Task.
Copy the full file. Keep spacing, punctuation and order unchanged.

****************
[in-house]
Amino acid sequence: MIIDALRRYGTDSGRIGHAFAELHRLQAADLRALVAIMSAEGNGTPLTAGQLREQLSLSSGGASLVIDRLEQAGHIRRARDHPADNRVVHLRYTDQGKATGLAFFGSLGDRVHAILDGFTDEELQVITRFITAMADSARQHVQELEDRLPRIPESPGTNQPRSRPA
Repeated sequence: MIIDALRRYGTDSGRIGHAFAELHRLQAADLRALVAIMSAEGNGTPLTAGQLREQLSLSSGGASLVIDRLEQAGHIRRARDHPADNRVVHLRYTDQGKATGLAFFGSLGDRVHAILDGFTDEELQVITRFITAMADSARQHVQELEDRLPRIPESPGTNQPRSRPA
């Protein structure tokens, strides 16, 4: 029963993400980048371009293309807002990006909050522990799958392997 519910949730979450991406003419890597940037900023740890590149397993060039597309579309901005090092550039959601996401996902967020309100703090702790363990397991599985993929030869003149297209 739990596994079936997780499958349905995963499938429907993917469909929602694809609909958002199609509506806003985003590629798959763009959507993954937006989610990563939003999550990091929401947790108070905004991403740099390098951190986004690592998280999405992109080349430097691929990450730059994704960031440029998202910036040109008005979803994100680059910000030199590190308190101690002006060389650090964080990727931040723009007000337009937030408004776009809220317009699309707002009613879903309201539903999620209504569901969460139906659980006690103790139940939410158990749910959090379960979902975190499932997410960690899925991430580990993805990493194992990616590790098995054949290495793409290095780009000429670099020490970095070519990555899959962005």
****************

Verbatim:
[in-house]
Amino acid sequence: MIIDALRRYGTDSGRIGHAFAELHRLQAADLRALVAIMSAEGNGTPLTAGQLREQLSLSSGGASLVIDRLEQAGHIRRARDHPADNRVVHLRYTDQGKATGLAFFGSLGDRVHAILDGFTDEELQVITRFITAMADSARQHVQELEDRLPRIPESPGTNQPRSRPA
Repeated sequence: MIIDALRRYGTDSGRIGHAFAELHRLQAADLRALVAIMSAEGNGTPLTAGQLREQLSLSSGGASLVIDRLEQAGHIRRARDHPADNRVVHLRYTDQGKATGLAFFGSLGDRVHAILDGFTDEELQVITRFITAMADSARQHVQELEDRLPRIPESPGTNQPRSRPA
């Protein structure tokens, strides 16, 4: 029963993400980048371009293309807002990006909050522990799958392997 519910949730979450991406003419890597940037900023740890590149397993060039597309579309901005090092550039959601996401996902967020309100703090702790363990397991599985993929030869003149297209 739990596994079936997780499958349905995963499938429907993917469909929602694809609909958002199609509506806003985003590629798959763009959507993954937006989610990563939003999550990091929401947790108070905004991403740099390098951190986004690592998280999405992109080349430097691929990450730059994704960031440029998202910036040109008005979803994100680059910000030199590190308190101690002006060389650090964080990727931040723009007000337009937030408004776009809220317009699309707002009613879903309201539903999620209504569901969460139906659980006690103790139940939410158990749910959090379960979902975190499932997410960690899925991430580990993805990493194992990616590790098995054949290495793409290095780009000429670099020490970095070519990555899959962005």